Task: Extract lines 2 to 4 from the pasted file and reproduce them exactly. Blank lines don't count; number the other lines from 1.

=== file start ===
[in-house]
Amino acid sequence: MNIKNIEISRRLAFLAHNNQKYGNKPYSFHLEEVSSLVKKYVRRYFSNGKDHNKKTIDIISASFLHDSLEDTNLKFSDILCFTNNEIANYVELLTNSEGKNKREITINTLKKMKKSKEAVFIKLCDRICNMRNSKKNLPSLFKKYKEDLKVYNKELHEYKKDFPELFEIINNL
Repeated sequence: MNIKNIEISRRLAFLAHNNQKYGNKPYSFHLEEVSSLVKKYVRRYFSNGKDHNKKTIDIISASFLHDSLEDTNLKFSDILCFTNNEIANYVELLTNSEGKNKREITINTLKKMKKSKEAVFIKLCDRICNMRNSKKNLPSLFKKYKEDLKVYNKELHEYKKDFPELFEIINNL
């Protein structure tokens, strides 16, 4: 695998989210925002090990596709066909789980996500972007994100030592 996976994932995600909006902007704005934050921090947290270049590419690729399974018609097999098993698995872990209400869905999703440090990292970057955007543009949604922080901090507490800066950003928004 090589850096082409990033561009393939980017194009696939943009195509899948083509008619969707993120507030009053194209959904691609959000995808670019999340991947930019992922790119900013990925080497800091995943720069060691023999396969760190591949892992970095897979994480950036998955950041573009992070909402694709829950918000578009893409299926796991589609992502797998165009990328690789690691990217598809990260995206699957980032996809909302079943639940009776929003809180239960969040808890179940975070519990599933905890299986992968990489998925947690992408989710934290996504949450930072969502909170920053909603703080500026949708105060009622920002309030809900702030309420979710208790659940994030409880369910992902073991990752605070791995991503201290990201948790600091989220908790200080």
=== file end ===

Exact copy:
Amino acid sequence: MNIKNIEISRRLAFLAHNNQKYGNKPYSFHLEEVSSLVKKYVRRYFSNGKDHNKKTIDIISASFLHDSLEDTNLKFSDILCFTNNEIANYVELLTNSEGKNKREITINTLKKMKKSKEAVFIKLCDRICNMRNSKKNLPSLFKKYKEDLKVYNKELHEYKKDFPELFEIINNL
Repeated sequence: MNIKNIEISRRLAFLAHNNQKYGNKPYSFHLEEVSSLVKKYVRRYFSNGKDHNKKTIDIISASFLHDSLEDTNLKFSDILCFTNNEIANYVELLTNSEGKNKREITINTLKKMKKSKEAVFIKLCDRICNMRNSKKNLPSLFKKYKEDLKVYNKELHEYKKDFPELFEIINNL
């Protein structure tokens, strides 16, 4: 695998989210925002090990596709066909789980996500972007994100030592 996976994932995600909006902007704005934050921090947290270049590419690729399974018609097999098993698995872990209400869905999703440090990292970057955007543009949604922080901090507490800066950003928004 090589850096082409990033561009393939980017194009696939943009195509899948083509008619969707993120507030009053194209959904691609959000995808670019999340991947930019992922790119900013990925080497800091995943720069060691023999396969760190591949892992970095897979994480950036998955950041573009992070909402694709829950918000578009893409299926796991589609992502797998165009990328690789690691990217598809990260995206699957980032996809909302079943639940009776929003809180239960969040808890179940975070519990599933905890299986992968990489998925947690992408989710934290996504949450930072969502909170920053909603703080500026949708105060009622920002309030809900702030309420979710208790659940994030409880369910992902073991990752605070791995991503201290990201948790600091989220908790200080």